Food Guts - Ingredient Information

Ingredient Lookup

Powdered Milk

Nutritional Information

1 cup, powdered milk

  • Calories 151
  • Calories from Fat 89.37
  • Amount%DV
  • Total Fat 9.93g15%
  • Saturated Fat 8.547g43%
  • Monounsaturated Fat 0.674g
  • Polyunsaturated Fat 0.161g
  • Cholestreol 8mg3%
  • Sodium 53mg2%
  • Potassium 121mg3%
  • Total Carbohydrate 13.22g4%
  • Dietary Fiber 0g0%
  • Sugars 13.22g
  • Protein 2.88g6%
  • Calcium 7mg1%
  • Iron 0mg0%
  • Vitamin A 2%
  • Vitamin C 1%

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Powdered Milk on Wikipedia:

Powdered milk

Powdered milk is a manufactured dairy product made by evaporating milk to dryness. One purpose of drying milk is to preserve it; milk powder has a far longer shelf life than liquid milk and does not need to be refrigerated, due to its low moisture content. Another purpose is to reduce its bulk for economy of transportation. Powdered milk and dairy products include such items as dry whole milk, non-fat dry milk, dry buttermilk, dry whey products and dry dairy blends.


History and manufacture

While Marco Polo wrote of Mongolian Tatar troops in the time of Kublai Khan carrying sun-dried skimmed milk as ``a kind of paste``[1], the first usable commercial production of dried milk was invented by the Russian chemist M. Dirchoff in 1832. In 1855 T.S. Grimwade took a patent on a dried milk procedure[2], though a William Newton had patented a vacuum drying process as early as 1837[3]. Today, powdered milk is usually made by spray drying[4] nonfat skim milk, whole milk, buttermilk or whey. Pasteurized milk is first concentrated in an evaporator to about 50% milk solids. The resulting concentrated milk is sprayed into a heated chamber where the water almost instantly evaporates, leaving fine particles of powdered milk solids.

Alternatively, the milk can be dried by drum drying. Milk is applied as a thin film to the surface of a heated drum, and the dried milk solids are then scraped off. Powdered milk made this way tends to have a cooked flavor, due to caramelization caused by greater heat exposure.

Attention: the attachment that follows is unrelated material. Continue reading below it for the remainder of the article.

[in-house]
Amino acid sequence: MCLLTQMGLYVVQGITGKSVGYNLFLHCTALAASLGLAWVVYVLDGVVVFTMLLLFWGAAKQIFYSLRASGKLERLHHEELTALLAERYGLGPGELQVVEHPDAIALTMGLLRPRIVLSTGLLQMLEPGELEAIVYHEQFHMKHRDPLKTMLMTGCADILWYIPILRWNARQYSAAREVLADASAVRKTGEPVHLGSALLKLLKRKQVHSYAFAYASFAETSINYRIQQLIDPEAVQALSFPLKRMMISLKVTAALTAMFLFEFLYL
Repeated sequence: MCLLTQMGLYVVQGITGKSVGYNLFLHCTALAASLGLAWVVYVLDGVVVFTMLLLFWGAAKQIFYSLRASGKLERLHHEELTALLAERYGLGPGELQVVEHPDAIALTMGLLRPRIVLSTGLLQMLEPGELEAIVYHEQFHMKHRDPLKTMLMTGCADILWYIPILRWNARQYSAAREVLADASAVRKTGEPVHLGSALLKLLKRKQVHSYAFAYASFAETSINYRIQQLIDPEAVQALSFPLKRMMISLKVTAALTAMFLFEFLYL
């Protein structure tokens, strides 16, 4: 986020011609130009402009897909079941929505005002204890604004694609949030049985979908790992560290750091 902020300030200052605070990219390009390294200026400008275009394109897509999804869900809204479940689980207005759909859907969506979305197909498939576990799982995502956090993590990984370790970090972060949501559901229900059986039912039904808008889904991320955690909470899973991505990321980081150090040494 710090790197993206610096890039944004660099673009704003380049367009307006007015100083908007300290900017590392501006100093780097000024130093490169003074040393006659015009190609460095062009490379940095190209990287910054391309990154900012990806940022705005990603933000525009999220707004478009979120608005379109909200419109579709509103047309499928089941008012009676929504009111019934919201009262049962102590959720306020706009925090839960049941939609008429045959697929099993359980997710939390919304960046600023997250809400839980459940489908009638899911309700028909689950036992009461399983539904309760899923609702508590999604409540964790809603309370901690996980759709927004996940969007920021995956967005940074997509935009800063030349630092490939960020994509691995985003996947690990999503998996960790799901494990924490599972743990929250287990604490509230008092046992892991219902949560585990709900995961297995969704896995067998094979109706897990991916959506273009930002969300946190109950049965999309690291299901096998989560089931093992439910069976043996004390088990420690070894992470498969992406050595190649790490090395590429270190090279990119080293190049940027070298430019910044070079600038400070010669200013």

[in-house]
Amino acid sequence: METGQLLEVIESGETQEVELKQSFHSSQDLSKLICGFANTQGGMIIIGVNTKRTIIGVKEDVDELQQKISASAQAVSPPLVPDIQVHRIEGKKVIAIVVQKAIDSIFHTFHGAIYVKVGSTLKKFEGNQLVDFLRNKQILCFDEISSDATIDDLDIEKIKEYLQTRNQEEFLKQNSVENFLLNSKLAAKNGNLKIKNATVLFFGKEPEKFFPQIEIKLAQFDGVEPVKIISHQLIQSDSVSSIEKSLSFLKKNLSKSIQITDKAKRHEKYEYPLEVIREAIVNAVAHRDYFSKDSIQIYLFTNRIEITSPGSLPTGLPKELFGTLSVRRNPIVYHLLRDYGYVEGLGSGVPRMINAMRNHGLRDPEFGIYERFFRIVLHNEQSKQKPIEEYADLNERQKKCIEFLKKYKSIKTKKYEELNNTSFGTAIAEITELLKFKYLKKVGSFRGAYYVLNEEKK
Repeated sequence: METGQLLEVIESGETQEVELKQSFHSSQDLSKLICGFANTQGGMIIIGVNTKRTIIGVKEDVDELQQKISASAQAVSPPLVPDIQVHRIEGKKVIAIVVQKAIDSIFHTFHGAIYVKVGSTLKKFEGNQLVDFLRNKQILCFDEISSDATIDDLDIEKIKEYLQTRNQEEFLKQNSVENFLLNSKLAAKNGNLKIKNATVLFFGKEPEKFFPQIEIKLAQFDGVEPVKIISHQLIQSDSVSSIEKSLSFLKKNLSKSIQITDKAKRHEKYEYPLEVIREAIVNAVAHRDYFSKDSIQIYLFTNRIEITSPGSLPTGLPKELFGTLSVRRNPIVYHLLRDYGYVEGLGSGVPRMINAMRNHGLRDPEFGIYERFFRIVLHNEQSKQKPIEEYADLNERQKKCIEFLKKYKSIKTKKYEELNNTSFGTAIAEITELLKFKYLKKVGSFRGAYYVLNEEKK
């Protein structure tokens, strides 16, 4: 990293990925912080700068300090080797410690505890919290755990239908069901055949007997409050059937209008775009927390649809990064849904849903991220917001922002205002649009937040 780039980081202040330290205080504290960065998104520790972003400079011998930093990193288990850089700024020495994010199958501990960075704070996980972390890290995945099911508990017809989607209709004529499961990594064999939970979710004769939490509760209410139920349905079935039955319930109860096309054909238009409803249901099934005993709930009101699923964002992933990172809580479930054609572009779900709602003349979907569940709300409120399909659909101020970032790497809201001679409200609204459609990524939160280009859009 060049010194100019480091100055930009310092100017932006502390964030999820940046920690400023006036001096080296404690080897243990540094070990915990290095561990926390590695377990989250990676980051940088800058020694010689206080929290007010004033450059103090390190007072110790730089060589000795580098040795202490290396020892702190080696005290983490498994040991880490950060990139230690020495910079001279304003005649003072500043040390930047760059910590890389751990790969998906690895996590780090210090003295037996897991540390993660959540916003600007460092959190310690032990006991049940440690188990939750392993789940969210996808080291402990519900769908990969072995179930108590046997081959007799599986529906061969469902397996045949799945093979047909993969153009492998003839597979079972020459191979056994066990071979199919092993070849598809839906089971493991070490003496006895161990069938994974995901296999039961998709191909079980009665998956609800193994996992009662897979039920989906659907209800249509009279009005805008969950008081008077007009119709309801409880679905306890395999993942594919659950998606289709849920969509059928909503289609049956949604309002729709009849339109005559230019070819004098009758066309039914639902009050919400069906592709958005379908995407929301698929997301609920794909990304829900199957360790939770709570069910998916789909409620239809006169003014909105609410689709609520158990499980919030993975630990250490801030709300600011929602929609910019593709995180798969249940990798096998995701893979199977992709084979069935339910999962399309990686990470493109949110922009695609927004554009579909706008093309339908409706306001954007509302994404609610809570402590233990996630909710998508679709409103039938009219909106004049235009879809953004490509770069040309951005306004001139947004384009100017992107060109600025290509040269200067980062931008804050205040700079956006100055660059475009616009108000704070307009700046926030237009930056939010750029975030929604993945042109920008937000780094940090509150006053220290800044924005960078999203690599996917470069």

Another process is freeze drying, which preserves many nutrients in milk, compared to drum drying.

The drying method and the heat treatment of the milk as it is processed alters the properties of the milk powder (for example, solubility in cold water, flavor, bulk density).


Powdered milk is frequently used in the manufacture of infant formula, confectionery such as chocolate and caramel candy, and in recipes for baked goods where adding liquid milk would render the product too thin. Powdered milk is also widely used in various sweets such as the famous Indian milk balls known as Rasa-Gulla and popular Indian sweet delicacy (sprinkled with desiccated coconut) known as Chum chum (made with skim milk powder).

Powdered milk is also a common item in UN food aid supplies, fallout shelters, warehouses, and wherever fresh milk is not a viable option. It is widely used in many developing countries because of reduced transport and storage costs (reduced bulk and weight, no refrigerated vehicles). As with other dry foods, it is considered nonperishable, and is favored by survivalists, hikers, and others requiring nonperishable, easy-to-prepare food.

Reconstituting one cup of milk from powdered milk requires one cup of potable water and one-third cup of powdered milk.

Powdered milk is also used in western blots as a blocking buffer to prevent nonspecific protein interactions[5], and is referred to as Blotto.

Food and health

Nutritional value

Milk powders contain all twenty standard amino acids (the building blocks of proteins) and are high in soluble vitamins and minerals[6]. According to USAID[7] the typical average amounts of major nutrients in the unreconstituted milk are (by weight) 36% protein, 52% carbohydrates (predominantly lactose), calcium 1.3%, potassium 1.8%. Their milk powder is fortified with Vitamin A and D, 3000IU and 600IU respectively per 100g. Inappropriate storage conditions (high relative humidity and high ambient temperature) can significantly degrade the nutritive value of milk powder[8].

Commercial milk powders are reported to contain oxysterols (oxidized cholesterol)[9] in higher amounts than in fresh milk (up to 30μg/g, versus trace amounts in fresh milk)[10]. The oxysterol free radicals have been suspected of being initiators of atherosclerotic plaques[11]. For comparison, powdered eggs contain even more oxysterols, up to 200μg/g[12].


Fonterra, a New Zealand based multinational company, is the world's largest producer of milk powder controlling 40 percent of the global whole milkpowder.[13] The dominance of New Zealand in the global dairy industry, for example Fonterra controls around 30% of the world's dairy exports[13], has prompted the formation of a futures market for trading whole milkpowder.[13]


In the 2008 Chinese milk scandal, melamine adulterant was found in Sanlu infant formula, added to fool tests into reporting higher protein content. Thousands became ill and some children died after consuming the product.

See also

Baked milk Condensed milk Evaporated milk Scalded milk Coconut milk powder


^ p 262 in ``The Book of Ser Marco Polo, Book 1`` translated by Sir Henry Yule (3rd edition),